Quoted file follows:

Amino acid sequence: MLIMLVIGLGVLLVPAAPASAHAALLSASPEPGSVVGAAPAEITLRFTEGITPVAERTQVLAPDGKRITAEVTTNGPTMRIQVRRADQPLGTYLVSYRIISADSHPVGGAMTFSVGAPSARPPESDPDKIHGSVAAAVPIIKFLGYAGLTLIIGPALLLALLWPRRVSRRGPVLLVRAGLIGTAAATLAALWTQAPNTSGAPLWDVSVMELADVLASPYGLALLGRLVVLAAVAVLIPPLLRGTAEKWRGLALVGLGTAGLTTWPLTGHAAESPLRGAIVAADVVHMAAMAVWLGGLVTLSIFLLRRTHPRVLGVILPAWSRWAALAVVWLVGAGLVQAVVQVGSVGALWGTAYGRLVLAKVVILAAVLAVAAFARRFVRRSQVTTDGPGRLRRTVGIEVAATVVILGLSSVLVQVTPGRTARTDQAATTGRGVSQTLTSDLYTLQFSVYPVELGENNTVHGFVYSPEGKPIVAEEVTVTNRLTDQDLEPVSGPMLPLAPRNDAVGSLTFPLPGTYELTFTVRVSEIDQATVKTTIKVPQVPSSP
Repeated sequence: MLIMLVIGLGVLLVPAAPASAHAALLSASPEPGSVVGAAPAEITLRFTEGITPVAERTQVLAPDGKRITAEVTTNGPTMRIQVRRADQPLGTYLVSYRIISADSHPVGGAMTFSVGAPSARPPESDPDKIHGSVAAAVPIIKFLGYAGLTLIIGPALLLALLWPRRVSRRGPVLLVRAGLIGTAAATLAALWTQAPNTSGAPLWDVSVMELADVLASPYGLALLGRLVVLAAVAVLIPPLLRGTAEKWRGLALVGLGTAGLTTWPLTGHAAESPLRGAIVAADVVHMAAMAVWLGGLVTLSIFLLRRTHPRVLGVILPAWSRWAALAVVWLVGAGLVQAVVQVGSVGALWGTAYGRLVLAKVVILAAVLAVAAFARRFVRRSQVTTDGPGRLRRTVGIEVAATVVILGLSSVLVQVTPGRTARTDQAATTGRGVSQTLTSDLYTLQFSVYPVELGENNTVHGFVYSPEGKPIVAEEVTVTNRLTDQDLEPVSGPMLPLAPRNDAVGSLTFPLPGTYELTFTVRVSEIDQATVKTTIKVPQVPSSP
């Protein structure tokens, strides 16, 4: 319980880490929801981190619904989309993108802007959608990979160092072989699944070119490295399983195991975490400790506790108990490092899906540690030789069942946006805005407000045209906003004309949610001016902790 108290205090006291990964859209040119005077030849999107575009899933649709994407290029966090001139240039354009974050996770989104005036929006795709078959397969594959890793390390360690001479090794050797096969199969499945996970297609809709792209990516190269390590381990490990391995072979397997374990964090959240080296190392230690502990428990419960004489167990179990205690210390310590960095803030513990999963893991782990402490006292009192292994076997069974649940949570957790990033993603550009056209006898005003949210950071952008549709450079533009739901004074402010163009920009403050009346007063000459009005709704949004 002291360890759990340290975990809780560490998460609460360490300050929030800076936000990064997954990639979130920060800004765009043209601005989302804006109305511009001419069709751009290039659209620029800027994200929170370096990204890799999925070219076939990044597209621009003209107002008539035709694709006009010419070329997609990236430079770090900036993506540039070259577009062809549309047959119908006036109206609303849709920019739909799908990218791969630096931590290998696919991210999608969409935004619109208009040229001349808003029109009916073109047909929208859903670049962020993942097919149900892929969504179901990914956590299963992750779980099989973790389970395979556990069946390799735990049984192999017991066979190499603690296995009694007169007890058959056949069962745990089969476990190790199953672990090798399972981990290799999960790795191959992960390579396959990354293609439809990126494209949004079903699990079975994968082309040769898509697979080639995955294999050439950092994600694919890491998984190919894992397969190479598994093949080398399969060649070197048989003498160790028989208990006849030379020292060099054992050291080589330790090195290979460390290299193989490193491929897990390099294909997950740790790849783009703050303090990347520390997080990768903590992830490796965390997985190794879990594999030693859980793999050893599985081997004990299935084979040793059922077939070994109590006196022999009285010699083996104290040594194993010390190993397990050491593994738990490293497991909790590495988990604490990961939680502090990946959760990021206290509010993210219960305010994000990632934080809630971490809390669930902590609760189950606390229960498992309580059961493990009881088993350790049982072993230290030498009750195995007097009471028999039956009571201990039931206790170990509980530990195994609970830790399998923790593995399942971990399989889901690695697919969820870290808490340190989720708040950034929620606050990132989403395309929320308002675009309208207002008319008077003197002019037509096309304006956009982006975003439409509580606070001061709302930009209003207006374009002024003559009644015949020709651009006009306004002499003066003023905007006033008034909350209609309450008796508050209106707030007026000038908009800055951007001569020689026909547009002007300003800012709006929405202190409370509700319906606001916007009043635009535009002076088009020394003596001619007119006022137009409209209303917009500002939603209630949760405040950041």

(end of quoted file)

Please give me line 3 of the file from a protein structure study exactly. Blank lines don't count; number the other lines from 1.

């Protein structure tokens, strides 16, 4: 319980880490929801981190619904989309993108802007959608990979160092072989699944070119490295399983195991975490400790506790108990490092899906540690030789069942946006805005407000045209906003004309949610001016902790 108290205090006291990964859209040119005077030849999107575009899933649709994407290029966090001139240039354009974050996770989104005036929006795709078959397969594959890793390390360690001479090794050797096969199969499945996970297609809709792209990516190269390590381990490990391995072979397997374990964090959240080296190392230690502990428990419960004489167990179990205690210390310590960095803030513990999963893991782990402490006292009192292994076997069974649940949570957790990033993603550009056209006898005003949210950071952008549709450079533009739901004074402010163009920009403050009346007063000459009005709704949004 002291360890759990340290975990809780560490998460609460360490300050929030800076936000990064997954990639979130920060800004765009043209601005989302804006109305511009001419069709751009290039659209620029800027994200929170370096990204890799999925070219076939990044597209621009003209107002008539035709694709006009010419070329997609990236430079770090900036993506540039070259577009062809549309047959119908006036109206609303849709920019739909799908990218791969630096931590290998696919991210999608969409935004619109208009040229001349808003029109009916073109047909929208859903670049962020993942097919149900892929969504179901990914956590299963992750779980099989973790389970395979556990069946390799735990049984192999017991066979190499603690296995009694007169007890058959056949069962745990089969476990190790199953672990090798399972981990290799999960790795191959992960390579396959990354293609439809990126494209949004079903699990079975994968082309040769898509697979080639995955294999050439950092994600694919890491998984190919894992397969190479598994093949080398399969060649070197048989003498160790028989208990006849030379020292060099054992050291080589330790090195290979460390290299193989490193491929897990390099294909997950740790790849783009703050303090990347520390997080990768903590992830490796965390997985190794879990594999030693859980793999050893599985081997004990299935084979040793059922077939070994109590006196022999009285010699083996104290040594194993010390190993397990050491593994738990490293497991909790590495988990604490990961939680502090990946959760990021206290509010993210219960305010994000990632934080809630971490809390669930902590609760189950606390229960498992309580059961493990009881088993350790049982072993230290030498009750195995007097009471028999039956009571201990039931206790170990509980530990195994609970830790399998923790593995399942971990399989889901690695697919969820870290808490340190989720708040950034929620606050990132989403395309929320308002675009309208207002008319008077003197002019037509096309304006956009982006975003439409509580606070001061709302930009209003207006374009002024003559009644015949020709651009006009306004002499003066003023905007006033008034909350209609309450008796508050209106707030007026000038908009800055951007001569020689026909547009002007300003800012709006929405202190409370509700319906606001916007009043635009535009002076088009020394003596001619007119006022137009409209209303917009500002939603209630949760405040950041």